Where Restaurants Now Look To Boost Margins, Drive More Sales

The back-end operations of a restaurant are not for the faint of heart.

In come slabs of meat, crates of vegetable and eggs, cartons of oils and all the other supplies — organic or not — required to make the business hum. Along with all that are the endless sheets of paper, all those invoices and order lists, that must be organized and paid so that the supply chain is not disrupted. It can all seem like endless chaos that gives restaurant operators barely enough time to breathe, much less find those small places where money and time might be saved. After all, those businesses tend to operate on the thinnest of margins, and every little bit helps.

However, digital technology is changing all that, providing a way for those restaurant operators to gain more transparency into their supply chains, and perhaps even gain an edge on their competitors. In a new PYMNTS interview, Andy Schwartz, CEO and co-founder of xtraCHEF, a company that provides supply chain-focused software for restaurants, spoke with Karen Webster about how payments will play an even bigger role in such positive changes in the coming years.

The Appeal Of Automation

“I’ve always been drawn to tech that automates a manual [task], and provides visibility into something you didn’t have visibility into before,” Schwartz said, and that’s the mission of xtraCHEF. The company’s software, generally put, digitizes vendor software for restaurant clients, a task that provides all types of new insights into the operations of a particular business — and, in turn, leads to money-saving moves down the road.

Schwartz came to this area of retail after working with his father on selling technology to retailers, universities and other organizations that wanted to automate some of their own core tasks. For a school, that could mean bringing more digital automation to the admissions process, he said. For a retail chain, that interest could involve speeding up the supply chain, and bringing more digitally enabled transparency to vendor invoices and payments. No matter what, the overriding goal was to try to reduce the reliance on paper in the B2B world.

That’s a tall order, no matter the industry, Webster said, noting that many businesses keep using paper checks because the move to digital is perceived to be — or really is — expensive and complex. It’s not just about paper checks, though. Systems based around Excel spreadsheets, for instance, can also generate decent amounts of paper, and a significant amount of manual labor.

The previous professional experiences of Schwartz and his father — with this help, Schwartz got xtraCHEF off the ground in 2015, he said — proved that many businesses were indeed willing to put in the time and money to commit to digital, and to reap the rewards from doing so. “I saw firsthand the amount of money that big companies were willing to put into technology to streamline their business operations,” he told Webster.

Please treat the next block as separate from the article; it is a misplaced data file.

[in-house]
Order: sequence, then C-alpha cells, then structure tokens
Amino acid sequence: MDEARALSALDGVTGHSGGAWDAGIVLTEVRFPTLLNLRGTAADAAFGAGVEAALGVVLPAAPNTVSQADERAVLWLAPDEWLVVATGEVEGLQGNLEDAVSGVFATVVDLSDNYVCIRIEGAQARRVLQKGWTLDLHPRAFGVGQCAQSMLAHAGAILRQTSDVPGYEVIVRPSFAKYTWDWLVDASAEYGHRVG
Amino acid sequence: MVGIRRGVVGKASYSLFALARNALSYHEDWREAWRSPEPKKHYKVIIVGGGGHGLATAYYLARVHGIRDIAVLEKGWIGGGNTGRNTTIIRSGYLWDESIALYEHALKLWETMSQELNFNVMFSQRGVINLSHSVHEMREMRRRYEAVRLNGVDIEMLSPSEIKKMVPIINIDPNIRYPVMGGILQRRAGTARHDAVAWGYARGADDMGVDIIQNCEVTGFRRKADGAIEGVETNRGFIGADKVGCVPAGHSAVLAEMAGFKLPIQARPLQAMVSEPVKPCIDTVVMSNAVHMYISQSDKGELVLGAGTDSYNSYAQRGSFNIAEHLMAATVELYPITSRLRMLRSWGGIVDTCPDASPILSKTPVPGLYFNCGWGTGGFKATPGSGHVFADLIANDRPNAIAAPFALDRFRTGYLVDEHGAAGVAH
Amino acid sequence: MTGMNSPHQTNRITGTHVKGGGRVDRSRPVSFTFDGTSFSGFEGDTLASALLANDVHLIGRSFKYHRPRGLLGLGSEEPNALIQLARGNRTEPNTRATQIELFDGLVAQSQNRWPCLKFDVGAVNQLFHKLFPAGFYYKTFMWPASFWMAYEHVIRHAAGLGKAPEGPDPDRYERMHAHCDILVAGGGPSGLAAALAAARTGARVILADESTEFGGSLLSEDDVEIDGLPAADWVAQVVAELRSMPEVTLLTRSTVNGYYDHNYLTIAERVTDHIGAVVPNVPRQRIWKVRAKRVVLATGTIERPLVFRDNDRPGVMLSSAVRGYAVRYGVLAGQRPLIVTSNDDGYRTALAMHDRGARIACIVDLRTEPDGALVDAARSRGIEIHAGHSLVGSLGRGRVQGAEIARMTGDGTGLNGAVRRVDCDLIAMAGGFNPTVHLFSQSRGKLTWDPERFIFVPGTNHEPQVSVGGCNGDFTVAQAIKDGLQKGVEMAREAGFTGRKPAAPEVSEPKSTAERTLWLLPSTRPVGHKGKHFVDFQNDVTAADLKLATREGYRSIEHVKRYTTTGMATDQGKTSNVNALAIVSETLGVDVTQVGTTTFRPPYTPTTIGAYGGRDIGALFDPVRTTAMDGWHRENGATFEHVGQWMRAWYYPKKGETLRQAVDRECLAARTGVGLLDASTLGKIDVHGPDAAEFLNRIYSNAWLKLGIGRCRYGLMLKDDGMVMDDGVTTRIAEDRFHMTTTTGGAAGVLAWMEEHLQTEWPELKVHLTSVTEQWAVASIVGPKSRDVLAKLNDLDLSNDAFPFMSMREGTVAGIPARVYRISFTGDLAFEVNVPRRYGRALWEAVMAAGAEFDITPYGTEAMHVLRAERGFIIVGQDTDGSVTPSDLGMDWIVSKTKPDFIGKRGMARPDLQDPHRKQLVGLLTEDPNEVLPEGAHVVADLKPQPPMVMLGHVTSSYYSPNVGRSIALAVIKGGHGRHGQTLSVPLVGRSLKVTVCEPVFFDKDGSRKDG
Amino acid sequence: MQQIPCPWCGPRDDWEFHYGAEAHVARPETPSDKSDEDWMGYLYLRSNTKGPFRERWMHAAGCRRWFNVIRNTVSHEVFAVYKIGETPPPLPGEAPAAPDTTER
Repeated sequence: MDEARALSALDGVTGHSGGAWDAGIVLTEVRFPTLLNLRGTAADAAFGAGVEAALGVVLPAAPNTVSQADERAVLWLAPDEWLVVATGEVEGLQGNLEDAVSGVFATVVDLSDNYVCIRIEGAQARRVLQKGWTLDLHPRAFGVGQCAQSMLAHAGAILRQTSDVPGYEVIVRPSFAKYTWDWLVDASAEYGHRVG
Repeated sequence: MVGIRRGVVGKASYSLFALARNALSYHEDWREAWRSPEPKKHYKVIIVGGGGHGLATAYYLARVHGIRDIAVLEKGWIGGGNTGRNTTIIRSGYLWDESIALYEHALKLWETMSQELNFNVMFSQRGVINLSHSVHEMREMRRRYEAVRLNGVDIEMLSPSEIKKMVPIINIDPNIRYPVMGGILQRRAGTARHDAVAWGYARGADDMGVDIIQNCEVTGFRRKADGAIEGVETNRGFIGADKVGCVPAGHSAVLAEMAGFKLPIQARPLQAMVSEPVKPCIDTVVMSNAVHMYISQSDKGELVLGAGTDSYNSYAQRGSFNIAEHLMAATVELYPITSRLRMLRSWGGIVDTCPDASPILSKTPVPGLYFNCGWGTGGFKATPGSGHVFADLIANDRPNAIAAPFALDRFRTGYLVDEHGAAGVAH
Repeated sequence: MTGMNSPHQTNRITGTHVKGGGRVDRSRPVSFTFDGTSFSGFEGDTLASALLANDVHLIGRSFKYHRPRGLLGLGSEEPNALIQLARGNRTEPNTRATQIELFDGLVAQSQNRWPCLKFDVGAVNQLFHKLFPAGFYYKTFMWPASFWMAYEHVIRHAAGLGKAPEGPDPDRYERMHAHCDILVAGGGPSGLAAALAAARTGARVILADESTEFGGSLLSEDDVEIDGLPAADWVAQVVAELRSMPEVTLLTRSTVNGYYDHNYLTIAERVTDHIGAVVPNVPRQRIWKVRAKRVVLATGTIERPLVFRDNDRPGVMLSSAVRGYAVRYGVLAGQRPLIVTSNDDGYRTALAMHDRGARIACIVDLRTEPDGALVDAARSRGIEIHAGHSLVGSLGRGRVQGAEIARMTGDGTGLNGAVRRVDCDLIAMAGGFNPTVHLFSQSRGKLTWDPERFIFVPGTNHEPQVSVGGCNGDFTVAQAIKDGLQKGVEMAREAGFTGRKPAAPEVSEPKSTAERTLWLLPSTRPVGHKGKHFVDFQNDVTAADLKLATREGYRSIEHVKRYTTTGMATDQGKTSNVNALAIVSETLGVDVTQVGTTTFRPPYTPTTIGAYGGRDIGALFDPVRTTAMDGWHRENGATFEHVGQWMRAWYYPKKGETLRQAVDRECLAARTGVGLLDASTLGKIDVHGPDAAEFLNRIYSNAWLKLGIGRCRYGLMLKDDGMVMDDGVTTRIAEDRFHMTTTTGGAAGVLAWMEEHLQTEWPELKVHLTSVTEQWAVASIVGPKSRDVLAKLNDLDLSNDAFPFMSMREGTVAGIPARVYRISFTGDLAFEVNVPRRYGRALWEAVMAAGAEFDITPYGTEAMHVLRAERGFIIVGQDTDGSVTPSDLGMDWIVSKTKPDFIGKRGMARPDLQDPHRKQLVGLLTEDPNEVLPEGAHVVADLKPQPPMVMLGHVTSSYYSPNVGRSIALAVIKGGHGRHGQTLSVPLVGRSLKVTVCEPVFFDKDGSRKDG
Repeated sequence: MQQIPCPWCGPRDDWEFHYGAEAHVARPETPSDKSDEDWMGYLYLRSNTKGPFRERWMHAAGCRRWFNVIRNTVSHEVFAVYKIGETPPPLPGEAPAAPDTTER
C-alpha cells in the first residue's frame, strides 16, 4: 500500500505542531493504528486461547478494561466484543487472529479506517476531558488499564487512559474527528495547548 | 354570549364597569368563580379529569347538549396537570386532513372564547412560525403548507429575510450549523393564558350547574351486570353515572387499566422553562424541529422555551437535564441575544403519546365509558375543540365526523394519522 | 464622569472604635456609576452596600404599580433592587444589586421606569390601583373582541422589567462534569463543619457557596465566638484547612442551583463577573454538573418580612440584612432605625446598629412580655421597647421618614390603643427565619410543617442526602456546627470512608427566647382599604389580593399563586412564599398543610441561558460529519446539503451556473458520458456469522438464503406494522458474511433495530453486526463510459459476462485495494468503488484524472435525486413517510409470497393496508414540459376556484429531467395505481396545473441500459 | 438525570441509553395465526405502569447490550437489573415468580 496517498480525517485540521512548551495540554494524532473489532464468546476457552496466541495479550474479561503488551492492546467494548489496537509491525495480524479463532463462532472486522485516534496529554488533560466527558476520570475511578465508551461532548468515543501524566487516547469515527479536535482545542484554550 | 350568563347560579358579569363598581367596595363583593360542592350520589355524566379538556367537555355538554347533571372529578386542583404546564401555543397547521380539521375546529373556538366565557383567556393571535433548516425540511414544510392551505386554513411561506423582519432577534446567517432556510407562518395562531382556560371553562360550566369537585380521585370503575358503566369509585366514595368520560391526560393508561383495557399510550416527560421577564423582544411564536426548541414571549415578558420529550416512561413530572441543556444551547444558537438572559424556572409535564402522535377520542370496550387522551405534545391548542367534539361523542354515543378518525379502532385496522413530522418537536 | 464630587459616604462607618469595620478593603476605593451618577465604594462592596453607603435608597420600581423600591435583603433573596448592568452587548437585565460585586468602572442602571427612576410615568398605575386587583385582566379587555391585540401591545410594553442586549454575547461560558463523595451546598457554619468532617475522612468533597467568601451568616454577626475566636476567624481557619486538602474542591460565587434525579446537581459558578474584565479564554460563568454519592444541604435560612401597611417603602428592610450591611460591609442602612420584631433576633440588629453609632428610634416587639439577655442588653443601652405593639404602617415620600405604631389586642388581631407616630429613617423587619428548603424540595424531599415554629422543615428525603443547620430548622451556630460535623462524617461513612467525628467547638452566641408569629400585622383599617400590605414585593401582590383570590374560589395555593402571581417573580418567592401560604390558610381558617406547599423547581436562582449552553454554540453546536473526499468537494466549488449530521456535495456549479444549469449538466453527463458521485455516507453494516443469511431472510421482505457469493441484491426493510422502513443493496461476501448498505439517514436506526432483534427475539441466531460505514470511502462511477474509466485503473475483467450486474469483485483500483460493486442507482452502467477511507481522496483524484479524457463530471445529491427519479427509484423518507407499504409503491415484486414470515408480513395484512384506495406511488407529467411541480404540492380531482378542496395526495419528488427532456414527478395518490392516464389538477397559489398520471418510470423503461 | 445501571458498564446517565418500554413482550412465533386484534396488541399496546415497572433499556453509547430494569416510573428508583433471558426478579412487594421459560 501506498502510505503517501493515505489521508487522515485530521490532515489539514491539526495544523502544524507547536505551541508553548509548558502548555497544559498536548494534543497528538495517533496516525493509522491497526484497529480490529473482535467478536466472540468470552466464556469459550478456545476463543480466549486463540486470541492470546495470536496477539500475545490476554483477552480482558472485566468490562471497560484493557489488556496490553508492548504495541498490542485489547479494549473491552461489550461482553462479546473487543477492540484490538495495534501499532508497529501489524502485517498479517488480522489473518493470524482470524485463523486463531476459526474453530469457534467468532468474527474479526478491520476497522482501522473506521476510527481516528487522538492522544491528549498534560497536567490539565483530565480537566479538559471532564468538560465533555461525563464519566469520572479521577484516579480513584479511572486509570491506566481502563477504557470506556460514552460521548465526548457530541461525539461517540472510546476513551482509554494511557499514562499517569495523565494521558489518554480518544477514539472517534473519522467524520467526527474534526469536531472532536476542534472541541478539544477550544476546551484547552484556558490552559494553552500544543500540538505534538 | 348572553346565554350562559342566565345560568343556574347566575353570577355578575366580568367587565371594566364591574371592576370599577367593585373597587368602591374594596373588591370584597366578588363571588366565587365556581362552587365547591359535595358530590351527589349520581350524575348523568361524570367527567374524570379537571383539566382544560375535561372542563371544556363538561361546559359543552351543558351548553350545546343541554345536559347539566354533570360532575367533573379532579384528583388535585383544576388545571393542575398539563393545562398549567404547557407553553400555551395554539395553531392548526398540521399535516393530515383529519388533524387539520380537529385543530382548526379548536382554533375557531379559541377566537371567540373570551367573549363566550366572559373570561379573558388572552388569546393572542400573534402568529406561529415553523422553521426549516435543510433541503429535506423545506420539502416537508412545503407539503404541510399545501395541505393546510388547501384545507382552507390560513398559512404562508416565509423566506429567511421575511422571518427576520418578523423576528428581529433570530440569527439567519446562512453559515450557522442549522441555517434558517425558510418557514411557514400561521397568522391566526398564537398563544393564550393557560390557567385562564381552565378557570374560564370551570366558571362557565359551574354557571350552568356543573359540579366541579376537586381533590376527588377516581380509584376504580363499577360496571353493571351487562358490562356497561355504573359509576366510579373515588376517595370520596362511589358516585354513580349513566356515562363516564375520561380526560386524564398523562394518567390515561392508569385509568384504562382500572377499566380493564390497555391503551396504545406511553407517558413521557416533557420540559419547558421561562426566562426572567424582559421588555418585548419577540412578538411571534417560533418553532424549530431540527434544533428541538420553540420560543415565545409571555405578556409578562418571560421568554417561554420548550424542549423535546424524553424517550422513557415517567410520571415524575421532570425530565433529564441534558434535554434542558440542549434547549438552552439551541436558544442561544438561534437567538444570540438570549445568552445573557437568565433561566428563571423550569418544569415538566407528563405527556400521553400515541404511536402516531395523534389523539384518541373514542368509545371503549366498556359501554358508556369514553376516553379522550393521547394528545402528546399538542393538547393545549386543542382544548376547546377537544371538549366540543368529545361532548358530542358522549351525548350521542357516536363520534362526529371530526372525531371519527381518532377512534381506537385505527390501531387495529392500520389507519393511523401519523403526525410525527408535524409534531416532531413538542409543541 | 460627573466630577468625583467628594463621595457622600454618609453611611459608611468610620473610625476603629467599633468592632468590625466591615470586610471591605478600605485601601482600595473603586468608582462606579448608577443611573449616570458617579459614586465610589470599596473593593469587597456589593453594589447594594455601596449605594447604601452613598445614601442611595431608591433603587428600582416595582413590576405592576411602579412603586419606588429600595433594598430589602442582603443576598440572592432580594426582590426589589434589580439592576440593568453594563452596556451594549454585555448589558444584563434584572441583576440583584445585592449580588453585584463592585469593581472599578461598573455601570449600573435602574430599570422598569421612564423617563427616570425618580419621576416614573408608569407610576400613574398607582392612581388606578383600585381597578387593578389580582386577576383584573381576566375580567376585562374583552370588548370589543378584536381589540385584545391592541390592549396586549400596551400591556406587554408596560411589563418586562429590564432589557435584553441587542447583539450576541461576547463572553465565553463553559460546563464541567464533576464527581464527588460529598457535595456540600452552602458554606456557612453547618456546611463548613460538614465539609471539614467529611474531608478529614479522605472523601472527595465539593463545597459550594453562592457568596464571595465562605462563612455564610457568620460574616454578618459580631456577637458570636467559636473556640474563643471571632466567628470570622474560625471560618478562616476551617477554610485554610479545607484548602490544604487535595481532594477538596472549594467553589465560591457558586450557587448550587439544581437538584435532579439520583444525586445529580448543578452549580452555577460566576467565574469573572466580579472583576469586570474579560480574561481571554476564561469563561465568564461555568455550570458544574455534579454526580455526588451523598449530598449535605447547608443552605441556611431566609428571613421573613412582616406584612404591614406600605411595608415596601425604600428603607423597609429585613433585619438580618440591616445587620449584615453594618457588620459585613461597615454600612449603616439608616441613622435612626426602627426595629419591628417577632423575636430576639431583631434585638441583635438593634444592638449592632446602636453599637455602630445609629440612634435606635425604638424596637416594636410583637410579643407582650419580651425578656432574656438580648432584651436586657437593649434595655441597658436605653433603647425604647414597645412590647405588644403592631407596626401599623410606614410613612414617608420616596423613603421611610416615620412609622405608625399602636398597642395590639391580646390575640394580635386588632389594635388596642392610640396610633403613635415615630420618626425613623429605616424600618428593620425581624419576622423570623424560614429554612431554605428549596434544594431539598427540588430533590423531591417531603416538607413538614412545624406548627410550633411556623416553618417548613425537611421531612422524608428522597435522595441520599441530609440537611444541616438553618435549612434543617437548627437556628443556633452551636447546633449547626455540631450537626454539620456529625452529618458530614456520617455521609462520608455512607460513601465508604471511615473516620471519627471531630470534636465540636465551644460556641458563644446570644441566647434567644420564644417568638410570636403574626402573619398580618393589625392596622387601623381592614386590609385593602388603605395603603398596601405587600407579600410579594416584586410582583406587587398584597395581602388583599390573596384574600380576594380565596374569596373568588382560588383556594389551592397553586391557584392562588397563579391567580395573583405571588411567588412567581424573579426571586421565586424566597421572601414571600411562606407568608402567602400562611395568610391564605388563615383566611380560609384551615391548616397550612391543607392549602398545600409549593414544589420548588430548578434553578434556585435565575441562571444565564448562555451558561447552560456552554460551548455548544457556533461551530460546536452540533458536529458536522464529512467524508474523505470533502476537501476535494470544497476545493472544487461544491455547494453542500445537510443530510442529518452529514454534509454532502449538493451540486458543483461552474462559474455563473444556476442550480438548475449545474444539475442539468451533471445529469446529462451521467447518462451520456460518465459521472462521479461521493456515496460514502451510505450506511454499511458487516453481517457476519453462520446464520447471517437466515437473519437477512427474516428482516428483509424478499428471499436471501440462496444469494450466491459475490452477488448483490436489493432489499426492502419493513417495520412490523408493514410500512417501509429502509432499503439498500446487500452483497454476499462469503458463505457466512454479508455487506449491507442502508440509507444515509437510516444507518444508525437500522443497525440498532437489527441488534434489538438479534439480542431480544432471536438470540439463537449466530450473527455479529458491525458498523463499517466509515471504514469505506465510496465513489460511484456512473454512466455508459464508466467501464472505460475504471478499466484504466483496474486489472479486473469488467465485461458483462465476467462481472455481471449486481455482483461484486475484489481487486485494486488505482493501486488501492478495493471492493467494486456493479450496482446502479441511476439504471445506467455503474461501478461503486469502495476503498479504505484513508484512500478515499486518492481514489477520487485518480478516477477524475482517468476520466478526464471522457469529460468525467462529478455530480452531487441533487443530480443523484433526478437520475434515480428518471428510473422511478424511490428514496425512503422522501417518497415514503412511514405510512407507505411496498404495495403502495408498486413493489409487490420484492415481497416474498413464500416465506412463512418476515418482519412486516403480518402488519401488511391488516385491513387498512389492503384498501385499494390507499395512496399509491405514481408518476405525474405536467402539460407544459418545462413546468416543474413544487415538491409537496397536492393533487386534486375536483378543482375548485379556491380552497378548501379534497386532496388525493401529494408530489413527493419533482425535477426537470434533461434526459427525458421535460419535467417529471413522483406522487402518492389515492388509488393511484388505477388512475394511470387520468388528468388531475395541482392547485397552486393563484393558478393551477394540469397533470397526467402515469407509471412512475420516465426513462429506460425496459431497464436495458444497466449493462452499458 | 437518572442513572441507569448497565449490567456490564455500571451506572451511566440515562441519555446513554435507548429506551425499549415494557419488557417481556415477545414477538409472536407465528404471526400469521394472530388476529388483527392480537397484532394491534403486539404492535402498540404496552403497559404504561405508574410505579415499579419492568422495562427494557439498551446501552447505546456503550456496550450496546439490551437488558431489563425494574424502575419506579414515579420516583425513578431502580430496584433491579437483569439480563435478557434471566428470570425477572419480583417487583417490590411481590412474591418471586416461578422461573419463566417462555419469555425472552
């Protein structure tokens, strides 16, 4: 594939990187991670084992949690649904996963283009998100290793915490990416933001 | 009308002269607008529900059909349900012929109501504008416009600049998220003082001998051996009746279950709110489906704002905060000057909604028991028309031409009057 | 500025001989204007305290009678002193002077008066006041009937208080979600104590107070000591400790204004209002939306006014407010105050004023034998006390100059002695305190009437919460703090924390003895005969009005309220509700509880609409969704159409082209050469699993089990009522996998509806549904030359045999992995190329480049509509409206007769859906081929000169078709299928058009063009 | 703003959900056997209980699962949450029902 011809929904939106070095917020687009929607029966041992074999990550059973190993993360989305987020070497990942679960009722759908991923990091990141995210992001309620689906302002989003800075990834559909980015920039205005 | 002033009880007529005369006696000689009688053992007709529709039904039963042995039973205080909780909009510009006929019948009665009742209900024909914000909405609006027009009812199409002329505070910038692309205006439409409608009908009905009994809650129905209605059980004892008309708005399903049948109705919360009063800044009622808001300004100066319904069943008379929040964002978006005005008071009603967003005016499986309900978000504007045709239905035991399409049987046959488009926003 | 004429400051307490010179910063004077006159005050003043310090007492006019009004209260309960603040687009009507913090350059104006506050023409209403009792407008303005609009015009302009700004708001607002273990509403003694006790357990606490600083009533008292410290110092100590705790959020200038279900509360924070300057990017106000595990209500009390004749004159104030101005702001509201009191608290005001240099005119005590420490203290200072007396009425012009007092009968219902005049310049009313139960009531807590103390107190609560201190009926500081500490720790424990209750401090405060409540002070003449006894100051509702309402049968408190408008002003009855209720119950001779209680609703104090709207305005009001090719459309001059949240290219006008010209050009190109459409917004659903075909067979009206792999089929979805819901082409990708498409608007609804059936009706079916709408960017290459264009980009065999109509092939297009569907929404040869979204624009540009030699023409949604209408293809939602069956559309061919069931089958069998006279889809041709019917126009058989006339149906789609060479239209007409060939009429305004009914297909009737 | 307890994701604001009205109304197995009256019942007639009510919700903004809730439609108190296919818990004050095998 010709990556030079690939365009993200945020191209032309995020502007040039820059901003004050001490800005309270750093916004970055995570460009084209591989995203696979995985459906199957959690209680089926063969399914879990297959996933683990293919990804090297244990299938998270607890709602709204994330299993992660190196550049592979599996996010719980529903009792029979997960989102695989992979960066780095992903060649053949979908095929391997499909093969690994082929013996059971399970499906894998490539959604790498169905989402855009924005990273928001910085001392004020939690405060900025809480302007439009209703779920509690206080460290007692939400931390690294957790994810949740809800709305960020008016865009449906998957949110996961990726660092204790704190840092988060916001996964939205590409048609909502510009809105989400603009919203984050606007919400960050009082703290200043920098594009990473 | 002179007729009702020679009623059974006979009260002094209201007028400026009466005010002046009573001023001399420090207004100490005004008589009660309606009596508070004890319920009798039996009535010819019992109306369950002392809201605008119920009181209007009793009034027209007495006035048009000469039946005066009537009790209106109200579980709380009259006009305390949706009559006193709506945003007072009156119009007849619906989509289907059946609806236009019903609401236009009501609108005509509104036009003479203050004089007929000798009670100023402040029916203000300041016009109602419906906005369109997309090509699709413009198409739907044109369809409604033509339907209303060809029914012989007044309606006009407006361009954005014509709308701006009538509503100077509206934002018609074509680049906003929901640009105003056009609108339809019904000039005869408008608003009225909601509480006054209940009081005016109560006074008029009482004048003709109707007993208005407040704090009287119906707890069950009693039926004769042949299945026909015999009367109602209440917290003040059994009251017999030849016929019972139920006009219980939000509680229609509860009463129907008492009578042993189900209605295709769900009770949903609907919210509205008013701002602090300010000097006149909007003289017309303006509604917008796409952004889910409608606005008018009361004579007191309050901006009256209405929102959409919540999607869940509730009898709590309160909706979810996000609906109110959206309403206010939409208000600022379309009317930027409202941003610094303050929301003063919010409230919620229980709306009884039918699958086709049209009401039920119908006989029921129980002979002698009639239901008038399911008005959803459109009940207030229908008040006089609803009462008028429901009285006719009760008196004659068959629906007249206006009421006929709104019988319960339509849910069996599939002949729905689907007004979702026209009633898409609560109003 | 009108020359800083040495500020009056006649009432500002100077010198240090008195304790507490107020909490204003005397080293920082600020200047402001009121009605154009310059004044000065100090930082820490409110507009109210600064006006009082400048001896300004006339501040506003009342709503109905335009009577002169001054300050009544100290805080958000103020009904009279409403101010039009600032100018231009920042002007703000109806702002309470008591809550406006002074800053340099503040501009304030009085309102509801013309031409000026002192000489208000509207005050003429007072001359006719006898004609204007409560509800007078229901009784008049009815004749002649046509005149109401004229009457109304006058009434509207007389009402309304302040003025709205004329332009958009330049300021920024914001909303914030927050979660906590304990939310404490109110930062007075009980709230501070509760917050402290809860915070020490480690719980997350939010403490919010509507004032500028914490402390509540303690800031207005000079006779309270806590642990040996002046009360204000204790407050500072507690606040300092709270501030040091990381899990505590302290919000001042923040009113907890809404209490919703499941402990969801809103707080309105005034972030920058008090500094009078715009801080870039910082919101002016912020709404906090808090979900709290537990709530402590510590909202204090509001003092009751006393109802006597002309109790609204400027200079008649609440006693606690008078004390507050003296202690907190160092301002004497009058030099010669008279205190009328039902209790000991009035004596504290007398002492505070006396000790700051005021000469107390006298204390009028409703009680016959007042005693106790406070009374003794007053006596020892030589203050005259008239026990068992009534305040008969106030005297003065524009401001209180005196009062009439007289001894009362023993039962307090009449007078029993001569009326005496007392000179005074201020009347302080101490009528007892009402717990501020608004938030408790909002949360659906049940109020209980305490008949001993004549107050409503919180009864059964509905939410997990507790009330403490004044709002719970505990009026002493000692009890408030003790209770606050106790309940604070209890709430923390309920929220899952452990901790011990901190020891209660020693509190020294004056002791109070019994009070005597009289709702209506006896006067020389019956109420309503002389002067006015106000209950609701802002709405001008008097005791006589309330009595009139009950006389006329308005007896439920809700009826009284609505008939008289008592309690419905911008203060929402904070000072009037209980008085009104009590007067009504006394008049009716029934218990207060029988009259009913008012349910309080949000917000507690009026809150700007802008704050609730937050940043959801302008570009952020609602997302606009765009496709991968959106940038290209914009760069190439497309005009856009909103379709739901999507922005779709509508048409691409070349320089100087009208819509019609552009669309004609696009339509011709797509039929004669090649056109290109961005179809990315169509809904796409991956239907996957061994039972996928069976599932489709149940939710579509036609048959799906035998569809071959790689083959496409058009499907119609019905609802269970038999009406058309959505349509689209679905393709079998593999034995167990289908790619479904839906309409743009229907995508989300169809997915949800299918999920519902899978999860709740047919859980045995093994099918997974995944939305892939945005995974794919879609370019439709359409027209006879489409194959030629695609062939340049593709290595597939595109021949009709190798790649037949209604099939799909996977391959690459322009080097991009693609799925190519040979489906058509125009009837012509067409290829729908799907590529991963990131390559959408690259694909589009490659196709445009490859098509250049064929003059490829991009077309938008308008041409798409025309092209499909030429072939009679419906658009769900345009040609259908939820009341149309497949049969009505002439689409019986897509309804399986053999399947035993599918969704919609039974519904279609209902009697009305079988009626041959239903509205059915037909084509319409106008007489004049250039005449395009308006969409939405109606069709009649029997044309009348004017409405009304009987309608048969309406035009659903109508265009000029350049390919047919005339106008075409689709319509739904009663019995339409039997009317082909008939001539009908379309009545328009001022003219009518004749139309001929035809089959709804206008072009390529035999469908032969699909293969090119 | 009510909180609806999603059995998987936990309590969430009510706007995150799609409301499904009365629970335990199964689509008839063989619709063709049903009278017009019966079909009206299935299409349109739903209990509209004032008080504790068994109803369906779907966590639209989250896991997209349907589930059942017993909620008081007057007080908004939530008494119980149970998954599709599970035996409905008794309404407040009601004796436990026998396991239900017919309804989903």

He figured it could work in the restaurant world, too. After all, it’s not just about those razor-thin margins. It’s also about having the digital transparency to, in the end, assure one restaurant operation that it’s not paying more for suppliers than the competitor down the street.

“How can I level the playing field?” he said when describing the mission of all this. “How do I help the mom-and-pop restaurant on the corner buy lettuce, and streamline the price?”

Indeed, the vision Schwartz shared with Webster goes well beyond bringing more digital capabilities to B2B and supply chain payments. Go back to that lettuce example. Technology could help a restaurant figure out not only, say, the 30-day average high price of that culinary staple, but provide other metrics that inform purchases, and even facilitate the purchase itself — perhaps via the use of virtual credit cards.

Dreams Of Procurement 

Don’t call it a marketplace, though, he insisted. A better concept, according to Schwartz, is more of a procurement platform than a marketplace, one that gives restaurants more insight into what vendors are offering. “You could match up vendors and buyers in real time,” he said.

Sure, some restaurants will opt for higher-priced items (think fine-dining operations), but the goal is to provide that pricing transparency. “If the place down the street is paying less for chicken nuggets, you are in trouble,” he explained.

Payments could also play a bigger role, even beyond all that, Schwartz noted. Software provides a much greater insight into restaurant cash flow, and if that business sees that it might be short on cash at the end of the month to pay vendors, a platform could offer financing options, with the money being repaid via restaurant transactions. “I think there is a lot of opportunity there around the payments,” Schwartz said.

For now, though, the big work is getting restaurants to adopt digital automation over paper — a lucrative proposition, especially for companies that own at least five restaurant operations, he noted. Tech integrations are also part of the near-term future. Schwartz told Webster that Toast, a restaurant management platform, recently integrated with xtraCHEF at the API level, giving the company access to what he called Toast’s big user base.

That promises to help even more with those back-end restaurant operations. “You really should be tightening the back of your house,” Schwartz said, mentioning some of the other big problems that restaurants have to deal with, among them wage raises and healthcare costs. “There is money literally being thrown out there. Maybe you can save some money back there, and calm the storm a bit.”